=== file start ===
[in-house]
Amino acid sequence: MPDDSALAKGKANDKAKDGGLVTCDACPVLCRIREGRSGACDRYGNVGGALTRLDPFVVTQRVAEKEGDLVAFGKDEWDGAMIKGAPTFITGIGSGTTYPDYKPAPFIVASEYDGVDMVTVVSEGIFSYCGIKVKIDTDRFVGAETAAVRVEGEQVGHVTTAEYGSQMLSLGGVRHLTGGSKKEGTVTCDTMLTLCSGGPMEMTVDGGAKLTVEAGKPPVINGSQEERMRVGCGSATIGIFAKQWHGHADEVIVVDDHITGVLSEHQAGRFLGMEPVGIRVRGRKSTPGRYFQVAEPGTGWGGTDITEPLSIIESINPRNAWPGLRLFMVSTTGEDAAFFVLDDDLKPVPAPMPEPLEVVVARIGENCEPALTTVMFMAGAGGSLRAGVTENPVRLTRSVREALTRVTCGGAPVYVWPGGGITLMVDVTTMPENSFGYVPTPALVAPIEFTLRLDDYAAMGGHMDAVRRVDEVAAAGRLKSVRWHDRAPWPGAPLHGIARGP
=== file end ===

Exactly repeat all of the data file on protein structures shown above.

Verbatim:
[in-house]
Amino acid sequence: MPDDSALAKGKANDKAKDGGLVTCDACPVLCRIREGRSGACDRYGNVGGALTRLDPFVVTQRVAEKEGDLVAFGKDEWDGAMIKGAPTFITGIGSGTTYPDYKPAPFIVASEYDGVDMVTVVSEGIFSYCGIKVKIDTDRFVGAETAAVRVEGEQVGHVTTAEYGSQMLSLGGVRHLTGGSKKEGTVTCDTMLTLCSGGPMEMTVDGGAKLTVEAGKPPVINGSQEERMRVGCGSATIGIFAKQWHGHADEVIVVDDHITGVLSEHQAGRFLGMEPVGIRVRGRKSTPGRYFQVAEPGTGWGGTDITEPLSIIESINPRNAWPGLRLFMVSTTGEDAAFFVLDDDLKPVPAPMPEPLEVVVARIGENCEPALTTVMFMAGAGGSLRAGVTENPVRLTRSVREALTRVTCGGAPVYVWPGGGITLMVDVTTMPENSFGYVPTPALVAPIEFTLRLDDYAAMGGHMDAVRRVDEVAAAGRLKSVRWHDRAPWPGAPLHGIARGP